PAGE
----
Europa and Callisto: Induced or intrinsic fields in a periodically varying plasma environment JOURNAL OF GEOPHYSICAL RESEARCH, VOL. 104, NO. A3, PAGES 4609625, MARCH 1, 1999 Europa and Callisto: Induced or intrinsic fields in a periodically varying plasma environment M. G. Kivelson, '2 K. K. Khurana,

More information

Saturn s Gravitational Field, Internal Rotation, and Interior Structure

Saturn s Gravitational Field, Internal Rotation, and Interior Structure Saturn s Gravitational Field, Internal Rotation, and Interior Structure John D. Anderson 1 and Gerald Schubert 2 1 121 South Wilson Ave., Pasadena, CA 91106-3017, USA 2 Department of Earth and Space Sciences

More information

Titan Saturn System Mission: Jonathan Lunine Co Chair, TSSM JSDT

Titan Saturn System Mission: Jonathan Lunine Co Chair, TSSM JSDT Titan Saturn System Mission: Jonathan Lunine Co Chair, TSSM JSDT Kim Reh: JPL Study Lead Christian Erd: ESA Study Lead Pat Beauchamp, Nathan Strange, Tom Spilker, John Elliot, (JPL) Baseline mission architecture

More information

Titan at the edge: 2. A global simulation of Titan exiting and reentering Saturn s magnetosphere at 13:16 Saturn local time

Titan at the edge: 2. A global simulation of Titan exiting and reentering Saturn s magnetosphere at 13:16 Saturn local time JOURNAL OF GEOPHYSICAL RESEARCH, VOL. 116,, doi:10.1029/2011ja016436, 2011 Titan at the edge: 2. A global simulation of Titan exiting and reentering Saturn s magnetosphere at 13:16 Saturn local time D.

More information

Edmonds Community College ASTRONOMY 100 Sample Test #2 Fall Quarter 2006

Edmonds Community College ASTRONOMY 100 Sample Test #2 Fall Quarter 2006 Edmonds Community College ASTRONOMY 100 Sample Test #2 Fall Quarter 2006 Instructor: L. M. Khandro 10/19/06 Please Note: the following test derives from a course and text that covers the entire topic of

More information

Plasma Spectroscopy Inferences from Line Emission

Plasma Spectroscopy Inferences from Line Emission Plasma Spectroscopy Inferences from Line Emission Ø From line λ, can determine element, ionization state, and energy levels involved Ø From line shape, can determine bulk and thermal velocity and often

More information

Saturn s magnetodisc current sheet

Saturn s magnetodisc current sheet Click Here for Full Article JOURNAL OF GEOPHYSICAL RESEARCH, VOL. 113,, doi:10.1029/2007ja012540, 2008 Saturn s magnetodisc current sheet C. S. Arridge, 1,2,4 C. T. Russell, 3 K. K. Khurana, 3 N. Achilleos,

More information

Sodium recycling at Europa: what do we learn from the sodium cloud variability?

Sodium recycling at Europa: what do we learn from the sodium cloud variability? Click Here for Full Article GEOPHYSICAL RESEARCH LETTERS, VOL. 35, L19201, doi:10.1029/2008gl035061, 2008 Sodium recycling at Europa: what do we learn from the sodium cloud variability? F. Cipriani, 1

More information

Survey of the Solar System. The Sun Giant Planets Terrestrial Planets Minor Planets Satellite/Ring Systems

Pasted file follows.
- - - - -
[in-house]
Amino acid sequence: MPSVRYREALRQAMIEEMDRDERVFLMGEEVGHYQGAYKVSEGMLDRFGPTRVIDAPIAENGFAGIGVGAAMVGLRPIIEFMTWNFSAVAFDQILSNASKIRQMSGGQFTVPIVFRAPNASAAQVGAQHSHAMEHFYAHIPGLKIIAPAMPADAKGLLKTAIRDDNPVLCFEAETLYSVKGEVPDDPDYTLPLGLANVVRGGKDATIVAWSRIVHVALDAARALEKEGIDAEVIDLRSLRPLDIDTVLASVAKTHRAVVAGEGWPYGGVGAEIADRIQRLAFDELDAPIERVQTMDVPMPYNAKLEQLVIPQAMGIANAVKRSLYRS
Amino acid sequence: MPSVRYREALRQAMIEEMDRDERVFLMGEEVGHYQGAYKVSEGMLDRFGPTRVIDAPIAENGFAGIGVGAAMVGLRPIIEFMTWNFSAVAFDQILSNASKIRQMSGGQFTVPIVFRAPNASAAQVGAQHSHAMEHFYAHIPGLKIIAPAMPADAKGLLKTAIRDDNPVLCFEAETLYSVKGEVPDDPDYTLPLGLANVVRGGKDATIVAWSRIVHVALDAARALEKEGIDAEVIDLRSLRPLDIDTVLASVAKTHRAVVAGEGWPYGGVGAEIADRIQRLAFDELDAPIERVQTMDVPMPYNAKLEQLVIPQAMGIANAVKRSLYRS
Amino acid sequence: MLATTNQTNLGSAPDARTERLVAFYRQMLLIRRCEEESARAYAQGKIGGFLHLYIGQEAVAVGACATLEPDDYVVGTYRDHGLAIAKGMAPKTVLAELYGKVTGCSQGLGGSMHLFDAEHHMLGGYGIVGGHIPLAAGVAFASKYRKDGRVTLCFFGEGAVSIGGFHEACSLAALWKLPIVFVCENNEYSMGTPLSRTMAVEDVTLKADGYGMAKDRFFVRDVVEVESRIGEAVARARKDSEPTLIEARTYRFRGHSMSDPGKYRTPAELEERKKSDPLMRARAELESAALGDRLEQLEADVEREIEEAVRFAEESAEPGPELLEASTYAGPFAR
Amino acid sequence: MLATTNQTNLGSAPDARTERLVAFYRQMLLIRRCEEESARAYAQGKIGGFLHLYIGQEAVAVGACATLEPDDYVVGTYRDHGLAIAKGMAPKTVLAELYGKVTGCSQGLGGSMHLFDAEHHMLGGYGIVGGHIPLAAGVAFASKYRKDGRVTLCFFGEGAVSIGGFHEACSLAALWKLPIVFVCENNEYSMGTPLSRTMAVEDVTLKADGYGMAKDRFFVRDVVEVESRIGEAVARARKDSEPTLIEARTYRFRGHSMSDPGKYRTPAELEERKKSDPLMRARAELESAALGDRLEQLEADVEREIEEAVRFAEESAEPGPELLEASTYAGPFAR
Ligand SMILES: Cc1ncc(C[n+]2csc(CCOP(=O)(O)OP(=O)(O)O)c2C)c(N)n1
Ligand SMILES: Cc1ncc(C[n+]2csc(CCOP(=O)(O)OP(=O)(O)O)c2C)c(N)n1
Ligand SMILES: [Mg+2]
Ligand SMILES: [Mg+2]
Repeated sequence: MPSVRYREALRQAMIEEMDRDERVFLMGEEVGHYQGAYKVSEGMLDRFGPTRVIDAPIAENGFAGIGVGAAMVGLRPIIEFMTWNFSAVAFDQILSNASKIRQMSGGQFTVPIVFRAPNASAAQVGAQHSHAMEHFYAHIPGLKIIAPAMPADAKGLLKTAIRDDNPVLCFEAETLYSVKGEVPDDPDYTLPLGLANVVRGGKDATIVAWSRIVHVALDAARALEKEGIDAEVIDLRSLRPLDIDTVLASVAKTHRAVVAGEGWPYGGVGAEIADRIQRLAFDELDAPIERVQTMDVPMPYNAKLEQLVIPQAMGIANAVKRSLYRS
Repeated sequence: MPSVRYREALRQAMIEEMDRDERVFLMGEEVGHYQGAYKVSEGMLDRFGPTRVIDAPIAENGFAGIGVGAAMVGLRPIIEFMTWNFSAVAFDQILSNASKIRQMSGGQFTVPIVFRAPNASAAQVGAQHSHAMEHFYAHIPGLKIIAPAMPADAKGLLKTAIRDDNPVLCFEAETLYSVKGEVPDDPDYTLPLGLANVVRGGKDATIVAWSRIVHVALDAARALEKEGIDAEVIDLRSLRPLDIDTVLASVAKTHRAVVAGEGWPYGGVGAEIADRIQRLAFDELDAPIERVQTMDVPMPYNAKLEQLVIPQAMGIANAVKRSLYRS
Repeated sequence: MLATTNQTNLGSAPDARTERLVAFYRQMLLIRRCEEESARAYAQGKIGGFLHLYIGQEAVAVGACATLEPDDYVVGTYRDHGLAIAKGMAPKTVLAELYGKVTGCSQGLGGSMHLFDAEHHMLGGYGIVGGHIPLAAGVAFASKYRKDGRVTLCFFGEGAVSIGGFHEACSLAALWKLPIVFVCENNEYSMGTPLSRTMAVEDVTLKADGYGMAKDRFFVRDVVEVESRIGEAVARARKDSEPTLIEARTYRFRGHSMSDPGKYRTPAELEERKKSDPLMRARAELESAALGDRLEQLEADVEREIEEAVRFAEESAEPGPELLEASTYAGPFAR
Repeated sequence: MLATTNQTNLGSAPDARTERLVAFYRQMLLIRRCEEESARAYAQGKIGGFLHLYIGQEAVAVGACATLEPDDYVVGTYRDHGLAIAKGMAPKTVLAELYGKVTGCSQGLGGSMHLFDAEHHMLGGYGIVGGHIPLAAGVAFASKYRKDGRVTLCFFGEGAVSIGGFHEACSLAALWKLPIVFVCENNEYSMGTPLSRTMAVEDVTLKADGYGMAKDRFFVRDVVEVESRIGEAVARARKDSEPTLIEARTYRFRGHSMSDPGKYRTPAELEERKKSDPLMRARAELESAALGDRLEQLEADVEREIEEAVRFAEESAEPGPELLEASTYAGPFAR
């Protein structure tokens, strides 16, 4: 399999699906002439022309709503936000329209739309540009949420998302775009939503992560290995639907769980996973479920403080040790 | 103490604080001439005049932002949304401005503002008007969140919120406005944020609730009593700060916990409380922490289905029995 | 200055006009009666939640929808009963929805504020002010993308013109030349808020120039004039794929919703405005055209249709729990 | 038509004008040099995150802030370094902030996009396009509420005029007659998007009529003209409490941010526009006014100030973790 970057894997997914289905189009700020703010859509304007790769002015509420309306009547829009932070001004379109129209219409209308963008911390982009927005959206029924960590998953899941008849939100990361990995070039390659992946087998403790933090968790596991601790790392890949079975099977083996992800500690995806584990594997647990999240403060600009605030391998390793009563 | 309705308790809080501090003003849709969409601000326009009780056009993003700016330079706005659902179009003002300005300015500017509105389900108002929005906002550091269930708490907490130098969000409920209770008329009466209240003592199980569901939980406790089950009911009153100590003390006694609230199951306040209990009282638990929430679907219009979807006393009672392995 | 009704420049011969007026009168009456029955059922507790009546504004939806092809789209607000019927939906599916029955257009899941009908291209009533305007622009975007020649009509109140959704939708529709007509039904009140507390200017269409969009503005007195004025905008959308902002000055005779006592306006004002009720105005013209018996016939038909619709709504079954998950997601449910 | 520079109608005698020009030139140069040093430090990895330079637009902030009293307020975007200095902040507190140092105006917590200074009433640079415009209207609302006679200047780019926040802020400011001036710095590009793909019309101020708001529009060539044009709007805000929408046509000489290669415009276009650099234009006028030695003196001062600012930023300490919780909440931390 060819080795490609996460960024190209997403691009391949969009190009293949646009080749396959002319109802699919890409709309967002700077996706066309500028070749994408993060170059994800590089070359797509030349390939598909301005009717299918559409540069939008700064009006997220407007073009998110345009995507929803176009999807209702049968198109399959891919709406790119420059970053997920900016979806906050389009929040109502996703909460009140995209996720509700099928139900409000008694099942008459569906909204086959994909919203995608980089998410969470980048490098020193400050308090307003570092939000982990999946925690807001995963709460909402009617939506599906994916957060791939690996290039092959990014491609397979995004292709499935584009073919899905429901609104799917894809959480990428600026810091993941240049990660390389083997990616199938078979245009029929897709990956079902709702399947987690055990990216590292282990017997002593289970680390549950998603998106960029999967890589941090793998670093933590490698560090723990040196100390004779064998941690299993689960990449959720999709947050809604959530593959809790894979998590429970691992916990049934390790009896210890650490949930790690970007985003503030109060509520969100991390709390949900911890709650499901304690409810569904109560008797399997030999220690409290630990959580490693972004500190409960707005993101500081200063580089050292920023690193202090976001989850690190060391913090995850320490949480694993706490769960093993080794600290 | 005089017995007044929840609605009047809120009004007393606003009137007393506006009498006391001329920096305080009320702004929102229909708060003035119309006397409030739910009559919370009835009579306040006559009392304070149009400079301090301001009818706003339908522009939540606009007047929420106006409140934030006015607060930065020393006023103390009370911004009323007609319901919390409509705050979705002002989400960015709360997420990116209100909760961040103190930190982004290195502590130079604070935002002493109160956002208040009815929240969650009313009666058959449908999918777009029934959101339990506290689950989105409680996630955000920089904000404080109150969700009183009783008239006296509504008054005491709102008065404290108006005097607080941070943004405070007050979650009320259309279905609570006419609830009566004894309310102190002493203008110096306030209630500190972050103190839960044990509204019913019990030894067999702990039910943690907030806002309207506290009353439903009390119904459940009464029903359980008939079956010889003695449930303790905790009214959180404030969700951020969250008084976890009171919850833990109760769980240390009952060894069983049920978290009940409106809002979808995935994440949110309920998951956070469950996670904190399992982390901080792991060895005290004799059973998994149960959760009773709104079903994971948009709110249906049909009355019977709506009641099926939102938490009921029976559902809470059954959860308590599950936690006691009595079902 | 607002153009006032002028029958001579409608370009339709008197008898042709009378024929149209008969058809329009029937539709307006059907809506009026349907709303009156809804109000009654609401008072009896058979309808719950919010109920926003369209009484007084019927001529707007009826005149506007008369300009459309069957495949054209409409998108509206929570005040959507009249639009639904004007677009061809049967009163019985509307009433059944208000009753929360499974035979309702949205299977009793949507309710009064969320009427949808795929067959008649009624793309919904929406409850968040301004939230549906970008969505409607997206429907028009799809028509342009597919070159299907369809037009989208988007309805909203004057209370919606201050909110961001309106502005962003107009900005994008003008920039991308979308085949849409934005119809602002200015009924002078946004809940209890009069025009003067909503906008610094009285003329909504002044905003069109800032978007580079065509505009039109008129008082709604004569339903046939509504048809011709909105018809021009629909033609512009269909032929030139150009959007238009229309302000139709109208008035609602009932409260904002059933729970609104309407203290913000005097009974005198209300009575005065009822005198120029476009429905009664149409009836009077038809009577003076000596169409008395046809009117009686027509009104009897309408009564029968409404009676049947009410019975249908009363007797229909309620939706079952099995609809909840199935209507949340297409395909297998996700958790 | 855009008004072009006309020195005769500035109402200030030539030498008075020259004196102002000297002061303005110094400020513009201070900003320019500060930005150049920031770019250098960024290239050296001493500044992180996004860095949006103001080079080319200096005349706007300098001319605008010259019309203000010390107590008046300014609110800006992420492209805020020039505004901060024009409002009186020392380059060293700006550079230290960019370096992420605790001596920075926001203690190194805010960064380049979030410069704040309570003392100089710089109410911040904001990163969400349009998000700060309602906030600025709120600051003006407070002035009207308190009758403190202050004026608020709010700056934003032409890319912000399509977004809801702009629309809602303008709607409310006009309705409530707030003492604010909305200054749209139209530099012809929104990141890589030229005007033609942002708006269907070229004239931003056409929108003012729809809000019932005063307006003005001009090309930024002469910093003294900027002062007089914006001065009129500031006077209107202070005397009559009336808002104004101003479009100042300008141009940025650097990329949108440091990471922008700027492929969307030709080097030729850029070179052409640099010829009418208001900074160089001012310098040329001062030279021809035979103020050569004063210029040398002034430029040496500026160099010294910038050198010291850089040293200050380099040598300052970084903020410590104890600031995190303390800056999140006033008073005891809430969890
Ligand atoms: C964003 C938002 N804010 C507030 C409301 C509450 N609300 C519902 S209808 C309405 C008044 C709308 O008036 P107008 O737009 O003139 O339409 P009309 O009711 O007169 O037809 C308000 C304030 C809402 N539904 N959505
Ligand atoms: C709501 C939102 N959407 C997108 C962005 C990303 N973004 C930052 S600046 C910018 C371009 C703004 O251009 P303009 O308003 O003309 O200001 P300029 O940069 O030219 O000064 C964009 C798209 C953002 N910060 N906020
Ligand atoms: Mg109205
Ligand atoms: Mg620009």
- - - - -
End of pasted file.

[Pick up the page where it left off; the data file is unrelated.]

Survey of the Solar System. The Sun Giant Planets Terrestrial Planets Minor Planets Satellite/Ring Systems Survey of the Solar System The Sun Giant Planets Terrestrial Planets Minor Planets Satellite/Ring Systems Definition of a dwarf planet 1. Orbits the sun 2. Is large enough to have become round due to the

More information

Origins of Saturn s Auroral Emissions and Their Relationship to Large-Scale Magnetosphere Dynamics

Origins of Saturn s Auroral Emissions and Their Relationship to Large-Scale Magnetosphere Dynamics Origins of Saturn s Auroral Emissions and Their Relationship to Large-Scale Magnetosphere Dynamics Emma J. Bunce Department of Physics and Astronomy, University of Leicester, Leicester, UK In this review

More information

Ion-cyclotron wave generation by planetary ion pickup

Ion-cyclotron wave generation by planetary ion pickup Journal of Atmospheric and Solar-Terrestrial Physics 69 (27) 1723 1738 www.elsevier.com/locate/jastp Ion-cyclotron wave generation by planetary ion pickup C.T. Russell a,, X. Blanco-Cano b a Institute

More information

Ion Partitioning in the Hot Io Torus' The Influence of

Ion Partitioning in the Hot Io Torus' The Influence of JOURNAL OF GEOPHYSICAL RESEARCH, VOL. 90, NO. A12, PAGES 12,065-12,072, DECEMBER 1, 1985 Ion Partitioning in the Hot Io Torus' The Influence of Outgassing MIGUEL A. MoREno Department of Earth and Space

More information

Lecture 24: Saturn. The Solar System. Saturn s Rings. First we focus on solar distance, average density, and mass: (where we have used Earth units)

Lecture 24: Saturn. The Solar System. Saturn s Rings. First we focus on solar distance, average density, and mass: (where we have used Earth units) Lecture 24: Saturn The Solar System First we focus on solar distance, average density, and mass: Planet Distance Density Mass Mercury 0.4 1.0 0.06 Venus 0.7 0.9 0.8 Earth 1.0 1.0 1.0 Mars 1.5 0.7 0.1 (asteroid)

More information

Starting from closest to the Sun, name the orbiting planets in order.